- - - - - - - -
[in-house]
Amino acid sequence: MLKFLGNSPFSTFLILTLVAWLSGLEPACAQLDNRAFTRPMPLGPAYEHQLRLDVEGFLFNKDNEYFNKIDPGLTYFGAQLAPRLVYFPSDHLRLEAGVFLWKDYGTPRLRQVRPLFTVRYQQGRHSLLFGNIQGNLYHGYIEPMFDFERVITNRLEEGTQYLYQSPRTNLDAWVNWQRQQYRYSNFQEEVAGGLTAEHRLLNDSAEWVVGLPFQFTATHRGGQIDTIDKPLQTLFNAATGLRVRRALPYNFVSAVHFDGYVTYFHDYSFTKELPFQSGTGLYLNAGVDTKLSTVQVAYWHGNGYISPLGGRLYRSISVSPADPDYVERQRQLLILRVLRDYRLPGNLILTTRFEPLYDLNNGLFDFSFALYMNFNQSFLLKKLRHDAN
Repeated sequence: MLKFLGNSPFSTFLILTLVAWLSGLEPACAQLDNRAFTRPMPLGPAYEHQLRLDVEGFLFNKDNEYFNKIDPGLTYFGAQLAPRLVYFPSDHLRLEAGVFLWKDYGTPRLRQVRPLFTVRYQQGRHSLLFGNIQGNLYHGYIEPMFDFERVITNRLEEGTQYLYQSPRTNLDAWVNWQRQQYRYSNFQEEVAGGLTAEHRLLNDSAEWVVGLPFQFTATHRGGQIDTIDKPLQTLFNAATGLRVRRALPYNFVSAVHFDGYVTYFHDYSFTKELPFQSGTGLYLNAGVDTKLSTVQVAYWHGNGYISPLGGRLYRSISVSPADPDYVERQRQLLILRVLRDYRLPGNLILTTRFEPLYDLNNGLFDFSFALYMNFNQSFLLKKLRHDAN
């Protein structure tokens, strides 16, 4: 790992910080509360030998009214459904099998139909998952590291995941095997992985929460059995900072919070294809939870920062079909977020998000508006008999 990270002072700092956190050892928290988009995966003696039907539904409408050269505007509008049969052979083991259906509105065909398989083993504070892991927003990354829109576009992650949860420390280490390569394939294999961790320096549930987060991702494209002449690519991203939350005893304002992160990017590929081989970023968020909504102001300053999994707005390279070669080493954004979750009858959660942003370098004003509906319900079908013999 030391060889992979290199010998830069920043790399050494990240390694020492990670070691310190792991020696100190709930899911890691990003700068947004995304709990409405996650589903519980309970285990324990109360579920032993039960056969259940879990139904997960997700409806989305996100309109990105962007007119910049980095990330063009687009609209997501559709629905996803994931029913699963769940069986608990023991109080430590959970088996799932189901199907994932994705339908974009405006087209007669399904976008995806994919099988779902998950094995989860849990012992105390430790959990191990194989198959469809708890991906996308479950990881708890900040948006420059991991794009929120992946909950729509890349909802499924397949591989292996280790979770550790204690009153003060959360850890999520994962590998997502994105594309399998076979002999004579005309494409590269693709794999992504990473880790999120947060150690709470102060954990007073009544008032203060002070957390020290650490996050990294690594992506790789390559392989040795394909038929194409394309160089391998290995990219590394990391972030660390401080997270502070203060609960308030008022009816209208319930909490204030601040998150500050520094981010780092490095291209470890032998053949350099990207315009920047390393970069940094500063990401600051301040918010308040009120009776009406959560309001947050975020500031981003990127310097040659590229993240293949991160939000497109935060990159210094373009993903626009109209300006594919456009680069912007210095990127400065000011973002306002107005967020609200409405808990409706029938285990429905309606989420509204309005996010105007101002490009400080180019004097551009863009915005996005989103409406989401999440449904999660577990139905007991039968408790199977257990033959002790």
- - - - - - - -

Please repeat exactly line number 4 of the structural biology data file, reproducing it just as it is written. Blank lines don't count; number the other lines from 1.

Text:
């Protein structure tokens, strides 16, 4: 790992910080509360030998009214459904099998139909998952590291995941095997992985929460059995900072919070294809939870920062079909977020998000508006008999 990270002072700092956190050892928290988009995966003696039907539904409408050269505007509008049969052979083991259906509105065909398989083993504070892991927003990354829109576009992650949860420390280490390569394939294999961790320096549930987060991702494209002449690519991203939350005893304002992160990017590929081989970023968020909504102001300053999994707005390279070669080493954004979750009858959660942003370098004003509906319900079908013999 030391060889992979290199010998830069920043790399050494990240390694020492990670070691310190792991020696100190709930899911890691990003700068947004995304709990409405996650589903519980309970285990324990109360579920032993039960056969259940879990139904997960997700409806989305996100309109990105962007007119910049980095990330063009687009609209997501559709629905996803994931029913699963769940069986608990023991109080430590959970088996799932189901199907994932994705339908974009405006087209007669399904976008995806994919099988779902998950094995989860849990012992105390430790959990191990194989198959469809708890991906996308479950990881708890900040948006420059991991794009929120992946909950729509890349909802499924397949591989292996280790979770550790204690009153003060959360850890999520994962590998997502994105594309399998076979002999004579005309494409590269693709794999992504990473880790999120947060150690709470102060954990007073009544008032203060002070957390020290650490996050990294690594992506790789390559392989040795394909038929194409394309160089391998290995990219590394990391972030660390401080997270502070203060609960308030008022009816209208319930909490204030601040998150500050520094981010780092490095291209470890032998053949350099990207315009920047390393970069940094500063990401600051301040918010308040009120009776009406959560309001947050975020500031981003990127310097040659590229993240293949991160939000497109935060990159210094373009993903626009109209300006594919456009680069912007210095990127400065000011973002306002107005967020609200409405808990409706029938285990429905309606989420509204309005996010105007101002490009400080180019004097551009863009915005996005989103409406989401999440449904999660577990139905007991039968408790199977257990033959002790």